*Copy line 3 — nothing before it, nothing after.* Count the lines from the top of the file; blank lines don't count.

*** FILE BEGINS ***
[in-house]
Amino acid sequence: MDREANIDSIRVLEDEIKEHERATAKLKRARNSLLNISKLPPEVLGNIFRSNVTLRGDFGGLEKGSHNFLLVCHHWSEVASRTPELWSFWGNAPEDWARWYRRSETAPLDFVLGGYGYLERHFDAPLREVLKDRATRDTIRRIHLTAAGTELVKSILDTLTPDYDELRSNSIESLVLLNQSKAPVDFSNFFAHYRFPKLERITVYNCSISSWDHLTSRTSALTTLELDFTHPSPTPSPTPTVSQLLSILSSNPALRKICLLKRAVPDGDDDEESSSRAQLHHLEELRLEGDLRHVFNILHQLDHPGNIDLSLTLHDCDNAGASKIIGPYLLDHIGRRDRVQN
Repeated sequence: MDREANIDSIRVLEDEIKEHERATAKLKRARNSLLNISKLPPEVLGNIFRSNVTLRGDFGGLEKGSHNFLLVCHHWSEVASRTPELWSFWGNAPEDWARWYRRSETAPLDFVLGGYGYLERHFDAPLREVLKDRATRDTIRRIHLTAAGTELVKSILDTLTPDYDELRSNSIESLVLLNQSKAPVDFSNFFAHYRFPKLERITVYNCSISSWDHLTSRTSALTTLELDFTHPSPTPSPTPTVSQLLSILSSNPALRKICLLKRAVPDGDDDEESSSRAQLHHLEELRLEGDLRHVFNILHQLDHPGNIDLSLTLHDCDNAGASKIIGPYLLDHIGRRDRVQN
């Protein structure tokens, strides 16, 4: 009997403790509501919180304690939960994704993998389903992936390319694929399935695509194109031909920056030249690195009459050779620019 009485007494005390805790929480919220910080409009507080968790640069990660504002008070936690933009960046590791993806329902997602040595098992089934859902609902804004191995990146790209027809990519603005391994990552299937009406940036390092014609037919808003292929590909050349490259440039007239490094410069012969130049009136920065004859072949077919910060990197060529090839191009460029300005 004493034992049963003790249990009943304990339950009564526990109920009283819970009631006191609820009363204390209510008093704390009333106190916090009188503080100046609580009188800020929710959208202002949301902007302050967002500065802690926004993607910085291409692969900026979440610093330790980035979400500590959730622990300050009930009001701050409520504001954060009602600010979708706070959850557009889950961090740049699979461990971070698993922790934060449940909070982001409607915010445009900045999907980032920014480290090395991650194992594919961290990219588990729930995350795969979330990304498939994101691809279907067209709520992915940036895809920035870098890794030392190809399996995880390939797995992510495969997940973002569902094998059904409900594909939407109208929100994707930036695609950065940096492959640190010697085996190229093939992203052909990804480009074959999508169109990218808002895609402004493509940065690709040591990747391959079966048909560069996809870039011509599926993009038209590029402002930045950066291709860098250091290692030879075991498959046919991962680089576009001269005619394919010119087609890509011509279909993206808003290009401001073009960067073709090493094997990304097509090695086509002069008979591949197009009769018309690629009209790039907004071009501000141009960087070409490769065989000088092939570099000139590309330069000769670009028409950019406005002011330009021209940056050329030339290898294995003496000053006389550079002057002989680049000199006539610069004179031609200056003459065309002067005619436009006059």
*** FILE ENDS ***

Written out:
Repeated sequence: MDREANIDSIRVLEDEIKEHERATAKLKRARNSLLNISKLPPEVLGNIFRSNVTLRGDFGGLEKGSHNFLLVCHHWSEVASRTPELWSFWGNAPEDWARWYRRSETAPLDFVLGGYGYLERHFDAPLREVLKDRATRDTIRRIHLTAAGTELVKSILDTLTPDYDELRSNSIESLVLLNQSKAPVDFSNFFAHYRFPKLERITVYNCSISSWDHLTSRTSALTTLELDFTHPSPTPSPTPTVSQLLSILSSNPALRKICLLKRAVPDGDDDEESSSRAQLHHLEELRLEGDLRHVFNILHQLDHPGNIDLSLTLHDCDNAGASKIIGPYLLDHIGRRDRVQN